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‘Bachelor’ Matt James Is Seeing Final Rose Recipient With Racist Past

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It isn’t over.

Matt James, who became the first Black lead of the dating reality series “The Bachelor,” told People on Wednesday that he’s been seeing Rachael Kirkconnell, the woman he chose but then rejected after her past racially insensitive social media posts were unearthed.

“I’ve seen Rachael a handful of times,” James said. “I’m not pursuing any relationships right now outside of that. I said I was going to focus on my relationship with her and that means focusing on it.”

Kirkconnell received James’ final rose on ABC’s reality series. After the season was in the can, pictures emerged on social media showing Georgia native Kirkconnell attending a slavery-era plantation-themed party and liking photos containing Confederate flags.

Kirkconnell apologized and said she “will continue to learn how to be anti-racist.” James said in the “After the Final Rose” episode last month that they broke up and that Kirkconnell had work to do on her own.

As for her progress, James told People “that’s something you could talk to her about.”

A report last week said the two were not speaking to each other, but that does not appear to be the case.

Stay tuned.





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Halle Berry Reacts To A Joke About Her Blunt Bob Debut At The Oscars

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Halle Berry joined the fun on Twitter after she debuted her new bob hairstyle at the 2021 Oscars on Sunday night.

The Oscar winner responded to a Twitter user who linked her new ’do to a popular lighthearted video from rapper Saucy Santana, who channels Nicki Minaj from the B.o.B. song “Out of My Mind” while rocking a bob.

“Halle Berry tonight,” the user tweeted on Sunday alongside the video. Berry retweeted the post on Tuesday and playfully responded with two emojis, including a laughing-face one:

Berry stunned on the Oscars red carpet in a pink-toned Dolce & Gabbana gown that featured a prominent bow. She showed off her new bob with bangs after she teased the hairstyle on Twitter earlier in the evening with a photo that only showed her hair chopped off.

Her hairstyle sparked a lot chatter on Twitter, with people sharing memes and all sorts of opinions of the ’do.

The legendary actor and style icon, who made history becoming the first (and still only) Black woman to win an Oscar for Best Actress in 2002, apparently wasn’t phased by the blunt-bob-detractors.

Berry arrived at the ceremony with her Grammy-winning musician boyfriend Van Hunt.

Hunt posted photos on Instagram Monday of him and Berry getting ready to attend the ceremony. His caption said it was the couple’s first date night. The two publicly confirmed their relationship on Instagram in September last year.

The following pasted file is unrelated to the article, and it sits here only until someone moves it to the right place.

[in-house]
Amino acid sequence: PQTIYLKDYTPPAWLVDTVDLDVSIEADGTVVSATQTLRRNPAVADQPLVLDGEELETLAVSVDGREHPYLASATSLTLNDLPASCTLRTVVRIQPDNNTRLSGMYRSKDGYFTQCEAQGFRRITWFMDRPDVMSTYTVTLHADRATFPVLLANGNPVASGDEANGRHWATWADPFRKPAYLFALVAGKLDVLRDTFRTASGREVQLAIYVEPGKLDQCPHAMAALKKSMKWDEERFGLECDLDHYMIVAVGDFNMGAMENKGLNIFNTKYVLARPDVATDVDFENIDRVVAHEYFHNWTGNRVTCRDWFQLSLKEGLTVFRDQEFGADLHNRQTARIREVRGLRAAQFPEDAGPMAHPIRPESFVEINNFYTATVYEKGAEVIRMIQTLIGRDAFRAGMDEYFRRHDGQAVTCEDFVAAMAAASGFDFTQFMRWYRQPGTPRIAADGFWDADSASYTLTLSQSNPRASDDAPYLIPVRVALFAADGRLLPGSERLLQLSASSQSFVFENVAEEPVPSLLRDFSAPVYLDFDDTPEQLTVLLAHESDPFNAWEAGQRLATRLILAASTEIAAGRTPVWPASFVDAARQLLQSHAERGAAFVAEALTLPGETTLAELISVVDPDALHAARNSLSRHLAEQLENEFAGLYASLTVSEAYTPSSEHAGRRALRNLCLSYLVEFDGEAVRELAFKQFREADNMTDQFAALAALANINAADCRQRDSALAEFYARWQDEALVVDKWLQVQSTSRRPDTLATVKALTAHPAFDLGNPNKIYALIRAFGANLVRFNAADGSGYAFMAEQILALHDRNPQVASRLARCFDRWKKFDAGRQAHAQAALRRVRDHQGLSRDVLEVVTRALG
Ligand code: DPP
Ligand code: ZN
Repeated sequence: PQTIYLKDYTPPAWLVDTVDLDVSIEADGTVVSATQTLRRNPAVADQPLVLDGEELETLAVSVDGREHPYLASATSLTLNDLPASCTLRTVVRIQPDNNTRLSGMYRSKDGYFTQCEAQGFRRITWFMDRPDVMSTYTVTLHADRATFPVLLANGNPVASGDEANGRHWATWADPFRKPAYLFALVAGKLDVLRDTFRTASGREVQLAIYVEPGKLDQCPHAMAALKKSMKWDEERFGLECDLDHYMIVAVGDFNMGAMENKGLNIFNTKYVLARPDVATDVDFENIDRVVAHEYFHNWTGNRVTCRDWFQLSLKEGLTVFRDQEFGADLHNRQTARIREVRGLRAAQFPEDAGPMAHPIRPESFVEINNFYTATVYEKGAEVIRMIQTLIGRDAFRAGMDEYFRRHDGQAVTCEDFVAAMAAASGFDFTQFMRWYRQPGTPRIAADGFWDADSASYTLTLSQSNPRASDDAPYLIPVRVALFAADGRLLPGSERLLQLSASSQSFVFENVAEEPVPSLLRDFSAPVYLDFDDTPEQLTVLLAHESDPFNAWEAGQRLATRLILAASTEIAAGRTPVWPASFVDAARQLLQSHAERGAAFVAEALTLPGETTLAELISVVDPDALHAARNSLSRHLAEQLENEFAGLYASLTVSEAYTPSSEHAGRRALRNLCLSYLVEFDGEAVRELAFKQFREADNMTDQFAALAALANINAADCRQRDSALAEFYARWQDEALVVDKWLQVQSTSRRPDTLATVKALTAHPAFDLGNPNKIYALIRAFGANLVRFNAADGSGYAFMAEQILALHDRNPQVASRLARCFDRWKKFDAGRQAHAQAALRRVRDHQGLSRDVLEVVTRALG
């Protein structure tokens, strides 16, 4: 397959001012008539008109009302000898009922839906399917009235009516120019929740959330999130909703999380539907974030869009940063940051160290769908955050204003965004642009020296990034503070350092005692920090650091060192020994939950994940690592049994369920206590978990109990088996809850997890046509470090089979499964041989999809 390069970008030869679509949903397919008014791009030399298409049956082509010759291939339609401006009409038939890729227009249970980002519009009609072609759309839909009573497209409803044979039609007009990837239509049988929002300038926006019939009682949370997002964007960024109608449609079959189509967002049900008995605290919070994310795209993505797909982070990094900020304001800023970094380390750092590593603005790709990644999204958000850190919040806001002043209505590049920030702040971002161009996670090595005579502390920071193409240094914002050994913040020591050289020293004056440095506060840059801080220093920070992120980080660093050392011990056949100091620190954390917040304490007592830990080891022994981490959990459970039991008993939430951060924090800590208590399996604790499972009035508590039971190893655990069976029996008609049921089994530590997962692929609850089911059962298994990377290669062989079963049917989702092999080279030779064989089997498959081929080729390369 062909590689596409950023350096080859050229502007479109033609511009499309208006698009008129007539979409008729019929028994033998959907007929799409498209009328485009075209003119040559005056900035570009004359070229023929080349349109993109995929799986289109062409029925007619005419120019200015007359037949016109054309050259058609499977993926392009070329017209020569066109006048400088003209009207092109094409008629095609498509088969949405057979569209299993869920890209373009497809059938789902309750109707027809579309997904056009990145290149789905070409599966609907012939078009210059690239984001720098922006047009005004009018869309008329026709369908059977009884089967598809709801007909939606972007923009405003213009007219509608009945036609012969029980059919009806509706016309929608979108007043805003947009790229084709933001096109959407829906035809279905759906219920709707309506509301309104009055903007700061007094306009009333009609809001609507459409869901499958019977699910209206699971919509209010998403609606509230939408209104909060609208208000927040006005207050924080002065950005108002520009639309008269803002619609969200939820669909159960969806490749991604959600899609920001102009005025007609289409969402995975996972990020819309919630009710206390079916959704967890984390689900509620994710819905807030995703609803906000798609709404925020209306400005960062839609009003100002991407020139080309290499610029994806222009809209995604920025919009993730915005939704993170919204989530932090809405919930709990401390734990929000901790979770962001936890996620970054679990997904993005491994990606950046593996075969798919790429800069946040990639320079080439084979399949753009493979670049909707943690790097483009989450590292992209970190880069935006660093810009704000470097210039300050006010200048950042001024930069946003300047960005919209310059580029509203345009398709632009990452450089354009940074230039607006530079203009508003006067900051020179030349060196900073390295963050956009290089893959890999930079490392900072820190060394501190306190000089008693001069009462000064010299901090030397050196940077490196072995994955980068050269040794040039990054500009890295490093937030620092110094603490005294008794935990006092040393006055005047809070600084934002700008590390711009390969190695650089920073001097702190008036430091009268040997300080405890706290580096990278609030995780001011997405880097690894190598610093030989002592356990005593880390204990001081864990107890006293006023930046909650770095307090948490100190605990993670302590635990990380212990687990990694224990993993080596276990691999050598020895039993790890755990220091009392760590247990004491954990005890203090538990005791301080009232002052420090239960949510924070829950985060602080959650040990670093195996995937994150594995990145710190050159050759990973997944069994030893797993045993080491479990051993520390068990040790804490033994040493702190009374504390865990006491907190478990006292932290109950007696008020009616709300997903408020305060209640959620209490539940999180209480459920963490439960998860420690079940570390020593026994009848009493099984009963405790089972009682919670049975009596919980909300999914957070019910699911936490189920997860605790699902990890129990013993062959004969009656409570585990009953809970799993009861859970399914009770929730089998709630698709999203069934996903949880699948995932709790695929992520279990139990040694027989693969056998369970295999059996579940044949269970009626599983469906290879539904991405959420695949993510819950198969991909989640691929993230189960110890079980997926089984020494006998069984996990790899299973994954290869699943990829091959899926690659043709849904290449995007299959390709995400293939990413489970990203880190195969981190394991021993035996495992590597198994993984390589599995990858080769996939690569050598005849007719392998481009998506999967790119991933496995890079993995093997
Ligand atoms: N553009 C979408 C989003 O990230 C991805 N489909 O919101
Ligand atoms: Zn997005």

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Kate Middleton, Prince William Mark 10th Anniversary With New Portraits

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Kate Middleton and Prince William are celebrating their 10th wedding anniversary with brand-new photos.

Kensington Palace released two portraits on behalf of the couple on Wednesday, one day before their anniversary. The new pictures were snapped earlier this week at the palace by photographer Chris Floyd.





The two appear to have recreated the official photo William and Kate released for their engagement, which was taken by Mario Testino:

The Duke and Duchess of Cambridge, who have been together nearly 20 years, officially tied the knot at Westminster Abbey on April 29, 2011. Millions lined the wedding procession route, while an estimated 2 billion tuned in from around the world.

Celebrities including Elton John, Guy Ritchie and David and Victoria Beckham made up some of the 1,900 guests invited to the ceremony. Ellie Goulding performed at the couple’s evening reception, an honor she called quite “scary.”

“I did their first dance and like, talk about scary,” the singer told Vanity Fair in 2016. “I was so nervous, my hands were shaking.”

The Duke and Duchess of Cambridge smile following their marriage at Westminster Abbey on April 29, 2011, in London.



The Duke and Duchess of Cambridge smile following their marriage at Westminster Abbey on April 29, 2011, in London.

Ten years since their wedding day, the duke and duchess now have three children: Prince George, 7; Princess Charlotte, 5; and Prince Louis, 3.

William and Kate celebrated Louis’ birthday last week by releasing a brand-new photo of their little one taken before his first day at nursery school.

Louis’ birthday is just two days after his great-grandmother Queen Elizabeth’s big day.

The queen turned 95 on April 21 and released a statement thanking people for the tributes to her late husband, Prince Philip.

“My family and I would like to thank you for all the support and kindness shown to us in recent days,” she said. “We have been deeply touched, and continue to be reminded that Philip had such an extraordinary impact on countless people throughout his life.”

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Kate Middleton’s Most Memorable Looks Of 2019